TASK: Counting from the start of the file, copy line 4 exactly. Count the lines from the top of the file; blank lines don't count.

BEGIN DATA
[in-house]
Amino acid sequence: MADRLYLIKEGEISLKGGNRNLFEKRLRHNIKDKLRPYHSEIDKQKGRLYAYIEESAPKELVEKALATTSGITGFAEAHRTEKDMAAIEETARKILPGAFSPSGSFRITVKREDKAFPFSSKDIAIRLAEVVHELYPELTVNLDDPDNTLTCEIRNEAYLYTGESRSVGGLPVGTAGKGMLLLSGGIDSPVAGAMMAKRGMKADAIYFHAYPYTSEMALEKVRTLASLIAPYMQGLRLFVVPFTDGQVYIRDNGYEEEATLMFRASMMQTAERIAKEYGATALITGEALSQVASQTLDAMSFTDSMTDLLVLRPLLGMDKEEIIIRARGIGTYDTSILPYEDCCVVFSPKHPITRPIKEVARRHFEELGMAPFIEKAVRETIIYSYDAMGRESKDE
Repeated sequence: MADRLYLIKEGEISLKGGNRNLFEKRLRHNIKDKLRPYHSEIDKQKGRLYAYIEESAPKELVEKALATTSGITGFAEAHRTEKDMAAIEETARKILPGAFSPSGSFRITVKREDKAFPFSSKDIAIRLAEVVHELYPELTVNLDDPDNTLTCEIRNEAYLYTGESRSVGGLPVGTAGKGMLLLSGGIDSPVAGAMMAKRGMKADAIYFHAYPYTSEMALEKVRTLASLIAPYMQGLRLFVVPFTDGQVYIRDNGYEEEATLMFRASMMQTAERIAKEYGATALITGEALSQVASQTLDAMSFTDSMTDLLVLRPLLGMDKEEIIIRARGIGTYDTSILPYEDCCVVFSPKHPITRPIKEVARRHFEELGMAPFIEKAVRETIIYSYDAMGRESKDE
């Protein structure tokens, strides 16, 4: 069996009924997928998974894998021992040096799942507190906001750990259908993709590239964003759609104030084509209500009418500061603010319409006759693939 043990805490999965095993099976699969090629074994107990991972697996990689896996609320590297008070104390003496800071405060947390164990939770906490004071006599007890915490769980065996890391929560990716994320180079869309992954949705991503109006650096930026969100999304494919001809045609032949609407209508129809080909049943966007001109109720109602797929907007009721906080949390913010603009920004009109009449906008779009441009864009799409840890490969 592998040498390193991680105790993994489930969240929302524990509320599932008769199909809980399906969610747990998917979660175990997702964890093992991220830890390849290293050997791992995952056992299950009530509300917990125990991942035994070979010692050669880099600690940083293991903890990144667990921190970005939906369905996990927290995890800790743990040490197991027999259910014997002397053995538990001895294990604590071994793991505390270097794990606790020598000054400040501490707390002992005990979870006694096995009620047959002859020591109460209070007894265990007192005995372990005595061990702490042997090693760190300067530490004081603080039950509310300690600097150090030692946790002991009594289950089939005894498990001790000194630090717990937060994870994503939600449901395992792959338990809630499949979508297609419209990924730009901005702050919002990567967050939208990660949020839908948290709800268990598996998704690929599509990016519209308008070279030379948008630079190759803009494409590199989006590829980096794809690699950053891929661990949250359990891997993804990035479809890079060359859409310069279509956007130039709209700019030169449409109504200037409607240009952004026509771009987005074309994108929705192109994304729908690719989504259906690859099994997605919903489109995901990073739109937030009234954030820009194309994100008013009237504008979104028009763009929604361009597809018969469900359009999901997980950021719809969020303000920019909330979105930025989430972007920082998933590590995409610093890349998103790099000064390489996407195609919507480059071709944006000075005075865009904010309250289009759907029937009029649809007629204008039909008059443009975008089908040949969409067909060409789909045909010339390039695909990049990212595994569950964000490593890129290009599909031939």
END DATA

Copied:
């Protein structure tokens, strides 16, 4: 069996009924997928998974894998021992040096799942507190906001750990259908993709590239964003759609104030084509209500009418500061603010319409006759693939 043990805490999965095993099976699969090629074994107990991972697996990689896996609320590297008070104390003496800071405060947390164990939770906490004071006599007890915490769980065996890391929560990716994320180079869309992954949705991503109006650096930026969100999304494919001809045609032949609407209508129809080909049943966007001109109720109602797929907007009721906080949390913010603009920004009109009449906008779009441009864009799409840890490969 592998040498390193991680105790993994489930969240929302524990509320599932008769199909809980399906969610747990998917979660175990997702964890093992991220830890390849290293050997791992995952056992299950009530509300917990125990991942035994070979010692050669880099600690940083293991903890990144667990921190970005939906369905996990927290995890800790743990040490197991027999259910014997002397053995538990001895294990604590071994793991505390270097794990606790020598000054400040501490707390002992005990979870006694096995009620047959002859020591109460209070007894265990007192005995372990005595061990702490042997090693760190300067530490004081603080039950509310300690600097150090030692946790002991009594289950089939005894498990001790000194630090717990937060994870994503939600449901395992792959338990809630499949979508297609419209990924730009901005702050919002990567967050939208990660949020839908948290709800268990598996998704690929599509990016519209308008070279030379948008630079190759803009494409590199989006590829980096794809690699950053891929661990949250359990891997993804990035479809890079060359859409310069279509956007130039709209700019030169449409109504200037409607240009952004026509771009987005074309994108929705192109994304729908690719989504259906690859099994997605919903489109995901990073739109937030009234954030820009194309994100008013009237504008979104028009763009929604361009597809018969469900359009999901997980950021719809969020303000920019909330979105930025989430972007920082998933590590995409610093890349998103790099000064390489996407195609919507480059071709944006000075005075865009904010309250289009759907029937009029649809007629204008039909008059443009975008089908040949969409067909060409789909045909010339390039695909990049990212595994569950964000490593890129290009599909031939």